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LAX can pot in the airport, but TSA says that it is still a crime

LOS ANGELES – Here is another thing travelers may want to consider a trip will take them through Los Angeles International Airport — marijuana.

Always be careful with wearing it on the plane.

A written policy published by the airport police says that small amounts of weed can now be taken to one of the world’s busiest airports. But, police warn, in the possession of any amount is still a federal crime and TSA agents might find your stash.

What happens if she remains a little obscure.

TSA spokeswoman Lorie Dankers said Thursday that agents not take away, but will call the police and let them go.

“TSA’s focus is on terrorism and threats to the safety of the aircraft and the passengers,” Dankers said in an e-mail.

“Or the passenger is allowed to travel with marijuana, it is up to law enforcement’s discretion,” she added.

If it turns out that a traveler is carrying no more than 28.5 grams (about an ounce), or 8 grams in a concentrated form, airport police will then turn them loose.

“Because there is no crime,” said the airport Officer Alicia Hernandez.

Still, police caution people to think twice before making a cannabis-fueled holiday.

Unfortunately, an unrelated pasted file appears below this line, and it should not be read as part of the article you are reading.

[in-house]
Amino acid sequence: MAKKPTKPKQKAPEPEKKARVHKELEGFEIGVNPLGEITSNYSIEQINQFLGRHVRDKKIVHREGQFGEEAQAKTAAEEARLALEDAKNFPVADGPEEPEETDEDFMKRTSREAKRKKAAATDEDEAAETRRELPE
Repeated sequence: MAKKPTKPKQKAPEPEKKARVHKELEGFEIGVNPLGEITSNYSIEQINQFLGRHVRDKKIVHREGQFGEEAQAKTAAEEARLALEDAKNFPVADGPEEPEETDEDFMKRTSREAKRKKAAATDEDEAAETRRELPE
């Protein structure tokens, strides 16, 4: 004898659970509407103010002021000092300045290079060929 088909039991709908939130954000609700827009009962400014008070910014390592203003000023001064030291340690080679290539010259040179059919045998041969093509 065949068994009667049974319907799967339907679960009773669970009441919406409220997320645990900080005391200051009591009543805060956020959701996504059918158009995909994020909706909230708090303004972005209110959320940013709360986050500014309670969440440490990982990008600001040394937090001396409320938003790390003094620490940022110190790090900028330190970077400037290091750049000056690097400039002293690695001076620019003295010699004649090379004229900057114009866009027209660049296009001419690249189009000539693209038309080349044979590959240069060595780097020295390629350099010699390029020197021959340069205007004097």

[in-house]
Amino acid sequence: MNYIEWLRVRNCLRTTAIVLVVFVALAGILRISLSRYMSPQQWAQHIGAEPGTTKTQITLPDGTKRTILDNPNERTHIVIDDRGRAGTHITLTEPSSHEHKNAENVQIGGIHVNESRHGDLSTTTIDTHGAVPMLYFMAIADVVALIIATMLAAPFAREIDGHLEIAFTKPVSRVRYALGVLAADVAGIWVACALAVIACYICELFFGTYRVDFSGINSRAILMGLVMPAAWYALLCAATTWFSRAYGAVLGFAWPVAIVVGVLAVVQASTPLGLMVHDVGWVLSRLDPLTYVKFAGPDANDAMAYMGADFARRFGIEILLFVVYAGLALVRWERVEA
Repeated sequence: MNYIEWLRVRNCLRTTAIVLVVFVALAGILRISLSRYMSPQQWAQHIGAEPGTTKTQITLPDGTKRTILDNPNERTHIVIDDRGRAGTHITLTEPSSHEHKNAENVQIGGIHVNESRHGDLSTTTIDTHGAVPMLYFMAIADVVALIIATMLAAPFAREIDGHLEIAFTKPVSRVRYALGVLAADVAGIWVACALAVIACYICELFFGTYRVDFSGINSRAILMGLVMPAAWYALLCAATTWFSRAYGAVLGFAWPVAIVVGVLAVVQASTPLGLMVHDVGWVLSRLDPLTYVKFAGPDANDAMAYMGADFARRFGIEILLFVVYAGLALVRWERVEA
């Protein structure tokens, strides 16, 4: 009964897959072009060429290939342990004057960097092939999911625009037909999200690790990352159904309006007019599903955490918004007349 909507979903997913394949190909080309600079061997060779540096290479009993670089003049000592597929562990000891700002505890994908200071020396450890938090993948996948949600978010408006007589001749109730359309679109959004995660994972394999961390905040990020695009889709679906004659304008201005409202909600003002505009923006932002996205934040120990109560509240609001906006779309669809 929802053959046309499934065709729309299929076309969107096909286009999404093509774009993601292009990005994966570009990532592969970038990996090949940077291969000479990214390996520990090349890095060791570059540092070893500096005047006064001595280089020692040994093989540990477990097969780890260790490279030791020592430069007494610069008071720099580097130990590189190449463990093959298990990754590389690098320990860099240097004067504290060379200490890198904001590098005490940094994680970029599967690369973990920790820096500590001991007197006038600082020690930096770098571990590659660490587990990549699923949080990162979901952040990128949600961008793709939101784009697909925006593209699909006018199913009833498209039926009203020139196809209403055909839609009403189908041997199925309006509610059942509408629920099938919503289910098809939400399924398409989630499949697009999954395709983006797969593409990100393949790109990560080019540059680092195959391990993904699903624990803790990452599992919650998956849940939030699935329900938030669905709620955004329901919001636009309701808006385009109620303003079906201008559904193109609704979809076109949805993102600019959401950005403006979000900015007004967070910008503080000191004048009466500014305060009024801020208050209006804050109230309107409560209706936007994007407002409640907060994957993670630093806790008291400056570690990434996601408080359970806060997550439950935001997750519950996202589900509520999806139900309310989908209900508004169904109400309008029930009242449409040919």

“Travelers should be aware that the laws of marijuana varies state by state and they are encouraged to check the laws of the countries where they plan to travel,” said the statement posted on the website flylax.com last January, after California legalized recreational marijuana.

So far, little or no other airports seem to have followed.

San Diego International Airport has no policy on the pot, said spokesman Jonathan Heller.

In Colorado, one of the first states to legalize recreational marijuana in 2012, it is still illegal to bring it in to Denver International Airport.

Airport spokeswoman Emily Williams says that’s because the possession is still a federal crime and air travel is regulated by the federal government.

In any case, few get caught on the wear of the pot, she said, and for those who the penalty was light as the amount was small.

“If it is a small amount that the TSA and Denver Police are asking that person to throw it away and if that person is willing to do that they walk through,” she said.

Still the best advice for travelers, said Douglas Kidd, executive director of the National Association of Airline Passengers, is to leave your stash at home. You can always buy more when you’re there.

“The first thing the TSA is going to do, is when they find something that is illegal for federal purposes, is that they are going to refer to the local police,” Kidd said.

“Now the local police can say, ‘We are not going to do anything.’ But still, the delay may cause you to miss your flight.”

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